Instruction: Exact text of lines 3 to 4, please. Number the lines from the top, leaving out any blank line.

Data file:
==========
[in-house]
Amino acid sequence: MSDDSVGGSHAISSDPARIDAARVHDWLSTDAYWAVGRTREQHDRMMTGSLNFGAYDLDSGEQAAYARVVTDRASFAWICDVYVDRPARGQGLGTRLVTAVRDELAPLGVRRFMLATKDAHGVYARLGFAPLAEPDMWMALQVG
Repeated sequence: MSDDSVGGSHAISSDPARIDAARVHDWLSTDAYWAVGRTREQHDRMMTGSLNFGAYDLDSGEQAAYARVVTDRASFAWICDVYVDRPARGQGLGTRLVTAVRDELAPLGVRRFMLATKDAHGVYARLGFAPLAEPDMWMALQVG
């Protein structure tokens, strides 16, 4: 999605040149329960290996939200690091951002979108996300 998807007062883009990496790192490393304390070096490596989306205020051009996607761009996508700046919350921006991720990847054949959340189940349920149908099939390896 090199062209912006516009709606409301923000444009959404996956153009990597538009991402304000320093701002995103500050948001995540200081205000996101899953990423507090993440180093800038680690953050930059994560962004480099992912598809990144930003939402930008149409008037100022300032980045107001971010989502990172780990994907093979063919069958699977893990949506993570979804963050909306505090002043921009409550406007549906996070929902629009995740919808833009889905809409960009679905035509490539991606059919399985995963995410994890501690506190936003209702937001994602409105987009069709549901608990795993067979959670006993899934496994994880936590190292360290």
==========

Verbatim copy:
Repeated sequence: MSDDSVGGSHAISSDPARIDAARVHDWLSTDAYWAVGRTREQHDRMMTGSLNFGAYDLDSGEQAAYARVVTDRASFAWICDVYVDRPARGQGLGTRLVTAVRDELAPLGVRRFMLATKDAHGVYARLGFAPLAEPDMWMALQVG
């Protein structure tokens, strides 16, 4: 999605040149329960290996939200690091951002979108996300 998807007062883009990496790192490393304390070096490596989306205020051009996607761009996508700046919350921006991720990847054949959340189940349920149908099939390896 090199062209912006516009709606409301923000444009959404996956153009990597538009991402304000320093701002995103500050948001995540200081205000996101899953990423507090993440180093800038680690953050930059994560962004480099992912598809990144930003939402930008149409008037100022300032980045107001971010989502990172780990994907093979063919069958699977893990949506993570979804963050909306505090002043921009409550406007549906996070929902629009995740919808833009889905809409960009679905035509490539991606059919399985995963995410994890501690506190936003209702937001994602409105987009069709549901608990795993067979959670006993899934496994994880936590190292360290």